Superslow SketchUp

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Superslow SketchUp

Postby bogsdolox » Fri Nov 30, 2007 2:50 pm

Hello everybody
I'm new here and pretty new with SketchUp as well. I'm coming across some difficulties in a model that I have been working on and I hope that there is a solution other than the model being too big or detailed. I'm basically making a model of a farm with greenhouses and an orchard. I've modeled the greenhouses myself and copied them eight times after which I downloaded one of the trees from the SketchUp download page and made an orchard of lets say almost 100 trees. Then I plunked a building from the 3D Warehouse into the model and that's it.. The model is now so slow that it will barely open without crashing (and not even allowing me to move around the model if it doesn't crash).

Is that it? Have I reached some sort of size limit of what a SketchUp model can be? The file size is 7,510 Kb.
I've got 2Mb Ram and a CPU that is over 3.0 (should be fine right?)

Please tell me I'm ignorant about something and that I forgot to flip a switch somewhere. Or is it that I should be working with much less detailed models?

Yours truly,
Frustrated Me :(


Re: Superslow SketchUp

Postby Krisidious » Fri Nov 30, 2007 2:51 pm

hey there... welcome.

I believe your issue will be with the 100 trees, to work on your model you'll need to go into the tree component and hide the tree... this will hide every tree that is the same in the whole model.

then when you are ready to render or take shots of the whole project. you'll turn those trees back on.

another option would be putting all your trees (normally very high poly) on a single layer called say "trees" and then turning this layer on and off as needed.

the size of file is pretty open to debate. are you using components for all copied objects and building and trees? are you using clean components? mirrored and cleaned of excess lines?

I take you mean 2gigs of Ram? then if so yes plenty of Ram... but what is your video card and processor type and speed?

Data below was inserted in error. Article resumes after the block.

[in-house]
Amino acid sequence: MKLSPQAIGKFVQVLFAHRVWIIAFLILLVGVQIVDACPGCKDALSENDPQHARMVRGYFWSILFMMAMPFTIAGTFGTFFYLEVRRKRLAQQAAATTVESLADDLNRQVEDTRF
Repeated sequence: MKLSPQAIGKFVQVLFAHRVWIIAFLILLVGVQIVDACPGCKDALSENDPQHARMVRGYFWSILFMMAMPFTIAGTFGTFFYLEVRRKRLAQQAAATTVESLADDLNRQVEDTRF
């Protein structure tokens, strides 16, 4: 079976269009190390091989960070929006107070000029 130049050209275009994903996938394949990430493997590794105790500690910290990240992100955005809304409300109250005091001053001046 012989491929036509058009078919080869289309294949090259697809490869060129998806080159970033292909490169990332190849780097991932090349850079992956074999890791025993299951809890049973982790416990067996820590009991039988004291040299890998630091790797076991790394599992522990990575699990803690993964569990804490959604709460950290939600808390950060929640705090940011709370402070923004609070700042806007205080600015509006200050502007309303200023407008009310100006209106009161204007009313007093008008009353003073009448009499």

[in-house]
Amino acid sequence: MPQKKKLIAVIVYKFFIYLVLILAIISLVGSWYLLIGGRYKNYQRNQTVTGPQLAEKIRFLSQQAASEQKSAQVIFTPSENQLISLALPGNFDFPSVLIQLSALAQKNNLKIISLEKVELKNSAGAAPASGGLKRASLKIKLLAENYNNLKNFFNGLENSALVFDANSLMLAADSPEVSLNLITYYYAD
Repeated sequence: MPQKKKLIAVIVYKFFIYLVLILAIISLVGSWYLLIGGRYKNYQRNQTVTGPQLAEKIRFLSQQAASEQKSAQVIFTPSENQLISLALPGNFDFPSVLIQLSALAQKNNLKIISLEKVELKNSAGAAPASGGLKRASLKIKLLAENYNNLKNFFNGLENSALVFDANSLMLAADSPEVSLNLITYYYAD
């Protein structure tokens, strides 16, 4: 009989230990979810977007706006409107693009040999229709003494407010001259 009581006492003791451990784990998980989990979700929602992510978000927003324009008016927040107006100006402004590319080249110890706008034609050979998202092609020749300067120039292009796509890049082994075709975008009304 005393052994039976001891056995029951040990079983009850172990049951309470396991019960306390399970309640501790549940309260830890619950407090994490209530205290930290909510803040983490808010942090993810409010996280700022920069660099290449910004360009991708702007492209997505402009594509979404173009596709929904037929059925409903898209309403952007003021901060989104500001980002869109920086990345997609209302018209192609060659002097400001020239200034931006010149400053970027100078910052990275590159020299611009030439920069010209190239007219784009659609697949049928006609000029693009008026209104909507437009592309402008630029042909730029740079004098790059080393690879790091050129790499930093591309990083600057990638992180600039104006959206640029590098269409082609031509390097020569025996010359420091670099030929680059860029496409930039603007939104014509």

hope this helps... if not let us know.
By: Kristoff Rand
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Re: Superslow SketchUp

Postby Rodentpete » Fri Nov 30, 2007 2:51 pm

Also while you're working on the model switching off shadows and having faces set to monochrome will speed things up.


Re: Superslow SketchUp

Postby bogsdolox » Fri Nov 30, 2007 2:52 pm

Thanks for your replies.. all good advice.. and yes.. 2Gb :oops:
I didn't make components or use mirrors on my greenhouses but I've simplified them by making the outside surface light grey as opposed to semi-transparent and removed what was inside the structures. I thought I might aswell make two models instead with one being a model of the whole complex with the orchard and basic greenhouses which I could place into GoogleEarth and then a detailed second one of one of the greenhouses which I could use for a walkthrough presentation.

I thought it would be the trees with all the leaves and stuff so I thought I'd use a 2d face-me tree instead. I downloaded one and turned it into a component and told it to face me etc. The problem is that it pivots around the corner of the 2D image as opposed to the middle of the picture where I want it to pivot. Is there any way of changing the pivoting position?


Re: Superslow SketchUp

Postby Rodentpete » Fri Nov 30, 2007 2:52 pm

Right click on the component and select 'change axis', moving that to the middle should do the trick.


Re: Superslow SketchUp

Postby pmiller » Fri Nov 30, 2007 5:03 pm

With respect to your model size of 7 meg or so, be advised that the file size saved on disk is not a true index of your model complexitiy when you have multiple component instances. When you are actually working in sketchup all those trees are in memory -- a better index of true file size can be found under model info/statistics (with show nested components checked) -- namely the number of edges and faces. Some time back Alan Fraser posted a famous example of a model with 100 corinthian column components -- only 100 K or so "file size" but would bring the most powerful computer to a crawl or freeze.

That said, the advice to put your trees on a layer and hide that layer when working is sound, along with keeping shadows and textures turned off until you are ready to render.


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